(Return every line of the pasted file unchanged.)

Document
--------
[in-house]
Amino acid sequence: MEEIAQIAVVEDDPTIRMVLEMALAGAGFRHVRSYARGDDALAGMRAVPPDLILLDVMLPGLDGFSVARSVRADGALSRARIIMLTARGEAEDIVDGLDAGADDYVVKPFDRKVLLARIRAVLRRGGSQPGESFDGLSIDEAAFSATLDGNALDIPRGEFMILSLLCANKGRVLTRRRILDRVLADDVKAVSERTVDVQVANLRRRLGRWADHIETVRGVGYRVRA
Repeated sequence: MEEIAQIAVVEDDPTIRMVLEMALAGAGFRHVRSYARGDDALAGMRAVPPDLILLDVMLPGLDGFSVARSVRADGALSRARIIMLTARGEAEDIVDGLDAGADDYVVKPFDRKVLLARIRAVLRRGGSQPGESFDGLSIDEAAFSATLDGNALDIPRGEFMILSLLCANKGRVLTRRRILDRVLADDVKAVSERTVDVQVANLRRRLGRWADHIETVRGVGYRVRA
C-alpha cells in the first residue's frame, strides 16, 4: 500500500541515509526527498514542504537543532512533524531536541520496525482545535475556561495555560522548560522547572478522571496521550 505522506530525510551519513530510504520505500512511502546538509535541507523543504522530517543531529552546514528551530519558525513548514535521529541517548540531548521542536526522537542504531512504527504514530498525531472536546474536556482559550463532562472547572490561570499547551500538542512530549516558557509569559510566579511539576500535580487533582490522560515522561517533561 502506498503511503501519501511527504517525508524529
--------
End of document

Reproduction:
[in-house]
Amino acid sequence: MEEIAQIAVVEDDPTIRMVLEMALAGAGFRHVRSYARGDDALAGMRAVPPDLILLDVMLPGLDGFSVARSVRADGALSRARIIMLTARGEAEDIVDGLDAGADDYVVKPFDRKVLLARIRAVLRRGGSQPGESFDGLSIDEAAFSATLDGNALDIPRGEFMILSLLCANKGRVLTRRRILDRVLADDVKAVSERTVDVQVANLRRRLGRWADHIETVRGVGYRVRA
Repeated sequence: MEEIAQIAVVEDDPTIRMVLEMALAGAGFRHVRSYARGDDALAGMRAVPPDLILLDVMLPGLDGFSVARSVRADGALSRARIIMLTARGEAEDIVDGLDAGADDYVVKPFDRKVLLARIRAVLRRGGSQPGESFDGLSIDEAAFSATLDGNALDIPRGEFMILSLLCANKGRVLTRRRILDRVLADDVKAVSERTVDVQVANLRRRLGRWADHIETVRGVGYRVRA
C-alpha cells in the first residue's frame, strides 16, 4: 500500500541515509526527498514542504537543532512533524531536541520496525482545535475556561495555560522548560522547572478522571496521550 505522506530525510551519513530510504520505500512511502546538509535541507523543504522530517543531529552546514528551530519558525513548514535521529541517548540531548521542536526522537542504531512504527504514530498525531472536546474536556482559550463532562472547572490561570499547551500538542512530549516558557509569559510566579511539576500535580487533582490522560515522561517533561 502506498503511503501519501511527504517525508524529